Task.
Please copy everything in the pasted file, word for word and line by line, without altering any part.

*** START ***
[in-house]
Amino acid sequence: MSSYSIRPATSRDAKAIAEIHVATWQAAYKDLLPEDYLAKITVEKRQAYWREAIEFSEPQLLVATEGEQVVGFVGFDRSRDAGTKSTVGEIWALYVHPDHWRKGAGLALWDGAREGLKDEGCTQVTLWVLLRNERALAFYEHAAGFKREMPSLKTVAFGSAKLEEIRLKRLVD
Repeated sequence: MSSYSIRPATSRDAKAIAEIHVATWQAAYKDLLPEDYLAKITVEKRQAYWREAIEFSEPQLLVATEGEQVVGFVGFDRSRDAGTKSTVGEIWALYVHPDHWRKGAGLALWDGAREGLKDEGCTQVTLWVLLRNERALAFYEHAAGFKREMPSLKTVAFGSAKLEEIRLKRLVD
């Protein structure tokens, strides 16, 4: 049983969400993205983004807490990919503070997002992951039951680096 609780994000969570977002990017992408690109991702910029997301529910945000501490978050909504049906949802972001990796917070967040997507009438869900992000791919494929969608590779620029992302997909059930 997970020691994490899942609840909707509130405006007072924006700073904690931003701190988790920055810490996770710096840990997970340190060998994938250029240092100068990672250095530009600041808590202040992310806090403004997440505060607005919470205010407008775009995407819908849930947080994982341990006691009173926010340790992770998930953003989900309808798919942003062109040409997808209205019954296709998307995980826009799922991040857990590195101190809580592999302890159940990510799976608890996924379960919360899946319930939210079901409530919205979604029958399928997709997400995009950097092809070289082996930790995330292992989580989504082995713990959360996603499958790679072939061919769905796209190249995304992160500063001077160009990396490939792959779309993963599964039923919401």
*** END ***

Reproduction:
[in-house]
Amino acid sequence: MSSYSIRPATSRDAKAIAEIHVATWQAAYKDLLPEDYLAKITVEKRQAYWREAIEFSEPQLLVATEGEQVVGFVGFDRSRDAGTKSTVGEIWALYVHPDHWRKGAGLALWDGAREGLKDEGCTQVTLWVLLRNERALAFYEHAAGFKREMPSLKTVAFGSAKLEEIRLKRLVD
Repeated sequence: MSSYSIRPATSRDAKAIAEIHVATWQAAYKDLLPEDYLAKITVEKRQAYWREAIEFSEPQLLVATEGEQVVGFVGFDRSRDAGTKSTVGEIWALYVHPDHWRKGAGLALWDGAREGLKDEGCTQVTLWVLLRNERALAFYEHAAGFKREMPSLKTVAFGSAKLEEIRLKRLVD
């Protein structure tokens, strides 16, 4: 049983969400993205983004807490990919503070997002992951039951680096 609780994000969570977002990017992408690109991702910029997301529910945000501490978050909504049906949802972001990796917070967040997507009438869900992000791919494929969608590779620029992302997909059930 997970020691994490899942609840909707509130405006007072924006700073904690931003701190988790920055810490996770710096840990997970340190060998994938250029240092100068990672250095530009600041808590202040992310806090403004997440505060607005919470205010407008775009995407819908849930947080994982341990006691009173926010340790992770998930953003989900309808798919942003062109040409997808209205019954296709998307995980826009799922991040857990590195101190809580592999302890159940990510799976608890996924379960919360899946319930939210079901409530919205979604029958399928997709997400995009950097092809070289082996930790995330292992989580989504082995713990959360996603499958790679072939061919769905796209190249995304992160500063001077160009990396490939792959779309993963599964039923919401």